Canadian province British Columbia backs off from Modi's yoga event
Days after announcing its goal of hosting the largest International Day of Yoga or IDY celebration outside India, the government of the Canadian province of British Columbia yanked the welcome mat away, following protests over the event planned for June 21.world Updated: Jun 13, 2015 19:36 IST
Days after announcing its goal of hosting the largest International Day of Yoga or IDY celebration outside India, the government of the Canadian province of British Columbia yanked the welcome mat away, following protests over the event planned for June 21.
Just a few days ago, the Premier of British Columbia, a province on Canada’s west coast, placed her government’s backing behind the “goal of hosting the largest IDY celebration outside of India” on June 21, which was dubbed ‘Om the Bridge’. After facing a political backlash, she withdrew her government’s participation in the event on Friday.
Indian Prime Minister Narendra Modi's initiative, the Yoga Day, will see events in India as well as in 192 other countries, making it the biggest event ever for which the government has also applied to the Guinness World Records.
In a statement, Premier Christy Clark said, “Yoga is about attaining inner peace and harmony. Our intention was to join with other centres around the world in celebrating the United Nations' International Day of Yoga in that spirit. Unfortunately, the focus of the proposed Burrard Street Bridge event has drifted towards politics - getting in the way of the spirit of community and inner reflection. It was for that reason, I decided not to participate.”
The planned venue, the historic Burrard Street Bridge in Vancouver, itself became one source of conflict, as the official announcement that the busy roadway would be closed for seven hours on June 21 morning to facilitate participation in the event faced criticism from many, including the city’s mayor. Local politics also played a part, as critics blasted Clark for supporting an event that would serve to downgrade National Aboriginal Day observations.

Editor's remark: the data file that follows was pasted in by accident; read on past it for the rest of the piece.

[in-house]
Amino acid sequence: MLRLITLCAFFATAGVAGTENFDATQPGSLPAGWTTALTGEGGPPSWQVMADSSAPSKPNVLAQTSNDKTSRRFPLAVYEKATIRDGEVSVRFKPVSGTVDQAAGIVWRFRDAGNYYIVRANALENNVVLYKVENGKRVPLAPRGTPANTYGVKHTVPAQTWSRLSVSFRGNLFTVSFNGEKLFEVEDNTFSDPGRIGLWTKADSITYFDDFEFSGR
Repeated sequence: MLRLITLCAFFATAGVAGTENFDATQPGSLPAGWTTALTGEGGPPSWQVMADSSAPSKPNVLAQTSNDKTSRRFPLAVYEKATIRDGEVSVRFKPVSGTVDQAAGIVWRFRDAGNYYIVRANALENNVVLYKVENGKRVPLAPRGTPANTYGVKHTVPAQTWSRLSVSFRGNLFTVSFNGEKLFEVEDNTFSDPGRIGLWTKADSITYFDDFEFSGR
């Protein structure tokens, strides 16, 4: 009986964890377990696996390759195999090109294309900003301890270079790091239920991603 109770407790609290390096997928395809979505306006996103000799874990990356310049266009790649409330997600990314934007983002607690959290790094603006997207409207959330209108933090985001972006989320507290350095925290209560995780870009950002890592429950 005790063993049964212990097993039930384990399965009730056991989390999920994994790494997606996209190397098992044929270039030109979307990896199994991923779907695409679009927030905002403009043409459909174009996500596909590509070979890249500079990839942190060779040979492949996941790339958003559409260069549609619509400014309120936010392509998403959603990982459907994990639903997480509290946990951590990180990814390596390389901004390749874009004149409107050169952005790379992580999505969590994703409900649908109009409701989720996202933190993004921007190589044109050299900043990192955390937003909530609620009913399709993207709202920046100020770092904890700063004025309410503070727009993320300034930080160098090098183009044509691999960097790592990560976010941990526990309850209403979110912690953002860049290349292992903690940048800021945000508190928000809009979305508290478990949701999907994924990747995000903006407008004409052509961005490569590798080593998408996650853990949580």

Earlier, announcing the event, Clark had said the idea had originated when she met Indian Prime Minister Narendra Modi during his visit to Canada this April, which also included events in Vancouver. In the original statement, the Premier’s office had stated: “In April of this year, the Prime Minister of India made a historic visit to British Columbia and Canada, promoting the IDY during his trip.”
Now, instead of the thousands who were expected to do their asanas on the Burrard Street Bridge on June 21, some hundreds of yoga enthusiasts are expected to attend various events at parks around Vancouver. These events are being coordinated by YYoga, the yoga studio chain that was involved in organising the originally planned event, with the support of Lululemon Athletica, the Vancouver-headquartered global yoga brand.
Jen Riley, a spokesperson for YYoga told the Hindustan Times, “There was community negativity and the Government backed out. We have a community coalition and we will reimagine the day; though it is unlikely to have the same amount of people. We ran up with too much opposition but we definitely want to continue to celebrate yoga.”
On Yoga Day, about 35,000 people are expected to participate in the mass yoga demonstration in Indian capital New Delhi's Rajpath.
The government will also organise events across 192 of the 193 UN member nations, with the exception of Yemen. External affairs minister Sushma Swaraj will lead a delegation to the UN in New York.
A big programme, to be beamed live, is scheduled to be held in New York's Times Square, where thousands will be led through poses by yoga guru Sri Sri Ravi Shankar.